Roger Penske said the team he owns was working in "a gray area" of the rule book when NASCAR confiscated parts from the cars of defending Sprint Cup Series champion Brad Keselowski and teammate Joey Logano last weekend.
Penske says team was
‘working in a gray area’
Roger Penske maintained Saturday his team was working in a gray area of the rule book when NASCAR confiscated parts from the cars of defending Sprint Cup Series champion Brad Keselowski and teammate Joey Logano last weekend.
- Designed in Seattle, this $1 cup could save millions of babies
- Trump, Clinton win Washington state primary
- Reed brother led detectives to bodies believed to be Arlington couple
- Your vote counts so little in Tuesday’s primary election, John Oliver joked about it on ‘Last Week Tonight’
- Boeing plans hundreds of layoffs in local IT unit
Most Read Stories
“I certainly don’t think it’s cheating,” Penske said. “You are looking at the rules and you are working in a gray area. We all work in the gray areas. We’re trying to be as competitive as we can be, we’ve got very creative minds and it takes a lot of creative minds to be competitive.”
NASCAR seized parts from the rear-end housings of both Penske Racing Fords during prerace inspection at Texas on April 13. On Wednesday, NASCAR suspended both crew chiefs and five other team members for six races, levied $200,000 in fines and docked each driver 25 points.
Penske will appeal to a three-member panel.
He said the parts on both cars had been approved by NASCAR, but officials have accused the team of modifying them after approval.
“The parts that we had were approved parts, they are concerned that we modified them,” Penske said. “That’s where the discussion is.”
Matt Crafton called his truck “junk” and his crew changed out springs, adjusted shocks and messed with sway bars to get ready for the SFP 250 NASCAR Camping World Truck Series race Saturday at Kansas Speedway in Kansas City.
“We made wholesale changes,” Crafton said, “and luckily it worked.”
Crafton held off a late run by Joey Coulter for his third career victory.
Franchitti earns pole
Dario Franchitti won the pole for Sunday’s Grand Prix of Long Beach, an IndyCar Series event.
Nadal to face Djokovic
Top-ranked Novak Djokovic of Serbia and Rafael Nadal of Spain will meet in the Monte Carlo Masters final in Monaco for a second consecutive year.
Despite their respective injury concerns, they will play for the 16th time in a championship match. Nadal leads 8-7 in their finals.
“I am not the kind of player who is stupid and says, ‘I want to play against the best,’ ” said Nadal, adding he would rather face an easier opponent Sunday.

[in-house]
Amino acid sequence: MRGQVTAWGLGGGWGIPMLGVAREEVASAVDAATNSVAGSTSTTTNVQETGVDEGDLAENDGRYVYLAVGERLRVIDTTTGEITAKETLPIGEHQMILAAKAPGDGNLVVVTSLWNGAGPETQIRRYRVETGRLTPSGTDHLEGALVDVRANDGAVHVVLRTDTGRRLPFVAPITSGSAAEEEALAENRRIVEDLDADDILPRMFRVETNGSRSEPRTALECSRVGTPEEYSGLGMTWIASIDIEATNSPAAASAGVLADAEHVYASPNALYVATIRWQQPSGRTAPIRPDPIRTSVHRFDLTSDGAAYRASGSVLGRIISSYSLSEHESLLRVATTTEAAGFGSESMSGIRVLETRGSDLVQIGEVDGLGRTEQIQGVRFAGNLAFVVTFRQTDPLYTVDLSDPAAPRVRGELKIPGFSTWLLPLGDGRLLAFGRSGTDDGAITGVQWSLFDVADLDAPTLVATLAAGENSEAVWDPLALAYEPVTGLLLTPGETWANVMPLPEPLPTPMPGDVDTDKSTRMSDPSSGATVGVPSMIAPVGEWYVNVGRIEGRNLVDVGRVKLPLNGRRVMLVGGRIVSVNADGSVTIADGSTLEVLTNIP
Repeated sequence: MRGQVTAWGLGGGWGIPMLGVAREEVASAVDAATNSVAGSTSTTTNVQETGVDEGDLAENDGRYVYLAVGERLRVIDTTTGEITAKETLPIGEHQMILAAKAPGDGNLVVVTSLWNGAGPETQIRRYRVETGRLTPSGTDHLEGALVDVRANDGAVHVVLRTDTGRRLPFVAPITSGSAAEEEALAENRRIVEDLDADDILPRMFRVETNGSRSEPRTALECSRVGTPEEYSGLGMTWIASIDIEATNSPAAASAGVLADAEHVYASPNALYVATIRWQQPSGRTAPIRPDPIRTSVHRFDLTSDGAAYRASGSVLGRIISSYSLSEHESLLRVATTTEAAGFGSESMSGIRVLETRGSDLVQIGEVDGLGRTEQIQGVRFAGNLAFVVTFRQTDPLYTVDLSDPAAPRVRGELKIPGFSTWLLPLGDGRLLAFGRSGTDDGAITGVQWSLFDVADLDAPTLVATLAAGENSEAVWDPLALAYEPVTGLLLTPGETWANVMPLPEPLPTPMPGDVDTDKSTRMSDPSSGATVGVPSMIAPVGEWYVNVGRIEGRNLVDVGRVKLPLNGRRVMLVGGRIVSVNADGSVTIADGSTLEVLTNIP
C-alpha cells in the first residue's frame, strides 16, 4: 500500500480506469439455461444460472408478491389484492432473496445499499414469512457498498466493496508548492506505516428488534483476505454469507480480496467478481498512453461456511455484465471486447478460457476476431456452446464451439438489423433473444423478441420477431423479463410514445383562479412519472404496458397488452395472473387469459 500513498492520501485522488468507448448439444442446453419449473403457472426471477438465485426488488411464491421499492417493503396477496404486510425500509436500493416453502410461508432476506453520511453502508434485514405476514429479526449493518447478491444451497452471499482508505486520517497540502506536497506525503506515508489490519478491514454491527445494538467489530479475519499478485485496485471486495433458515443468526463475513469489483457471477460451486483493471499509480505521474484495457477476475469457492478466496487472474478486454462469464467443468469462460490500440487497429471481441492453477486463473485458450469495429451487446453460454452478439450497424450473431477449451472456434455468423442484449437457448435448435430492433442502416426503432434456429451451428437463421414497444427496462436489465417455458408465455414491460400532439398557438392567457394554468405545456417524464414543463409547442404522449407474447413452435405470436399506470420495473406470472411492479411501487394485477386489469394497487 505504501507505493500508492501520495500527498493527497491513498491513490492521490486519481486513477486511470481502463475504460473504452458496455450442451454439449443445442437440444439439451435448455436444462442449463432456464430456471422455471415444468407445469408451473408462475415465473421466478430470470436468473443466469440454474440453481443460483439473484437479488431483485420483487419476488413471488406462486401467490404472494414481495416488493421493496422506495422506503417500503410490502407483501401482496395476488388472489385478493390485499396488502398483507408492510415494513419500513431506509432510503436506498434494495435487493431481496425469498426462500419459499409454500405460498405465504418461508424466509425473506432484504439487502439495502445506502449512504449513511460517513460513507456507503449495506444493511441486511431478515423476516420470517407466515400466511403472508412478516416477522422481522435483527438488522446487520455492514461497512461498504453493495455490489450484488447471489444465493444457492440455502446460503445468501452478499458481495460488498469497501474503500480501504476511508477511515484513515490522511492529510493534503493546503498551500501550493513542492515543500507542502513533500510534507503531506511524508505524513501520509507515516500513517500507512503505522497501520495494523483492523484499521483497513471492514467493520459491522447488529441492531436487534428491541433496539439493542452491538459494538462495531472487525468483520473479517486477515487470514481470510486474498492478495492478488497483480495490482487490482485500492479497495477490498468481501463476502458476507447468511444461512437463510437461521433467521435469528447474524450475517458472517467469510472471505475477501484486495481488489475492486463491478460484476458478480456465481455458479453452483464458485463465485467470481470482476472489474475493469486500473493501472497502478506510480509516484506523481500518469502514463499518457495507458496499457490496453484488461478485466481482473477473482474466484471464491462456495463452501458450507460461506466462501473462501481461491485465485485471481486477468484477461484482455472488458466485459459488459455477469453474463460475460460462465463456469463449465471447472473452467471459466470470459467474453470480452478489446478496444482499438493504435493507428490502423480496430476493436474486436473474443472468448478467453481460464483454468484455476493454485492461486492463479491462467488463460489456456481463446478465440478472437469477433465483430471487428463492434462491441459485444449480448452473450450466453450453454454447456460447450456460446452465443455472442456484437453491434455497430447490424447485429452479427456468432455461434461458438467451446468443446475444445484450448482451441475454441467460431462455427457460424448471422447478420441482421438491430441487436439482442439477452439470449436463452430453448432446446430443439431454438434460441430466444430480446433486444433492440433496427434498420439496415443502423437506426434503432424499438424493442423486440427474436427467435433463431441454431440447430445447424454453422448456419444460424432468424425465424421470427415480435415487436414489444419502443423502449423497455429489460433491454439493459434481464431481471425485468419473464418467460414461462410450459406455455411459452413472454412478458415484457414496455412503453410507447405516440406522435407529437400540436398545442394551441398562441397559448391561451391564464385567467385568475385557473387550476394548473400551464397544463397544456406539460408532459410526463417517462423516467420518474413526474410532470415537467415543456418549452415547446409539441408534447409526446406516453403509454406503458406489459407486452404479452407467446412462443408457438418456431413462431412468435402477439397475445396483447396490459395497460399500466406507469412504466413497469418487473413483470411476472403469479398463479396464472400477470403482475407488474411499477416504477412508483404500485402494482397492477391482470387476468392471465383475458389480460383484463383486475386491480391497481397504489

Nadal has won the last eight titles on the Monte Carlo red clay. He defeated Jo-Wilfried Tsonga of France 6-3, 7-6 (7-3) in the semifinal round and has reached five successive finals since returning from a seven-month layoff for a left-knee injury.
Djokovic, who twisted his right ankle two weeks ago in a Davis Cup victory over the United States, cruised past unseeded Fabio Fognini of Italy 6-2, 6-1 to reach the final.
Nadal said he thinks Djokovic’s injury was tame in comparison.
“He stopped for, what, a few days for his ankle?” Nadal asked.
• Top-ranked Serena Williams evened the United States’ best-of-five Fed Cup World Group playoff tennis match against Sweden, waiting out a long rain delay to beat 66th-ranked Johanna Larsson 6-2, 6-2 in Delray Beach, Fla.
In the opener, Sweden’s Sofia Arvidsson beat Sloane Stephens 6-4, 4-6, 6-1.
Stephens, ranked 16th, was clearly nervous in her first Fed Cup singles match.
“Obviously just got to keep pushing and get ready for the next one,” she said.
The reverse singles matches and a doubles match are scheduled for Sunday.
• Saul Alvarez unified the 154-pound boxing titles, unanimously outpointing Austin Trout before a crowd of 39,247 at the Alamodome in San Antonio. Alvarez (42-0-1) knocked down Trout (26-1) once and staggered him several times.
• In Grade III races for 3-year-old Thoroughbreds, Departed ($5.80 to win) took the $750,000 Illinois Derby at Hawthorne and Winning Cause ($15.60) prevailed in the $200,000 Lexington Stakes at Keeneland in Kentucky.
• Top-ranked Florida won its first NCAA women’s gymnastics title, edging runner-up Oklahoma 197.575 to 197.375 in Los Angeles. Florida had the highest scores of any team on floor exercise and vault.
Alabama finished third and host UCLA was fourth.
Florida coach Rhonda Faehn, 41, was an All-American gymnast at UCLA.
• Michigan took the men’s gymnastics title in State College, Pa., the fifth in program history. The Wolverines had 443.200 points. Oklahoma was second with 440.100 and Stanford was third at 436.150.
• Emirates Team New Zealand won both fleet races to take a five-point lead over Oracle Team USA Slingsby heading into the final day of the America’s Cup World Series sailing competition in Naples, Italy.
Seattle Times news services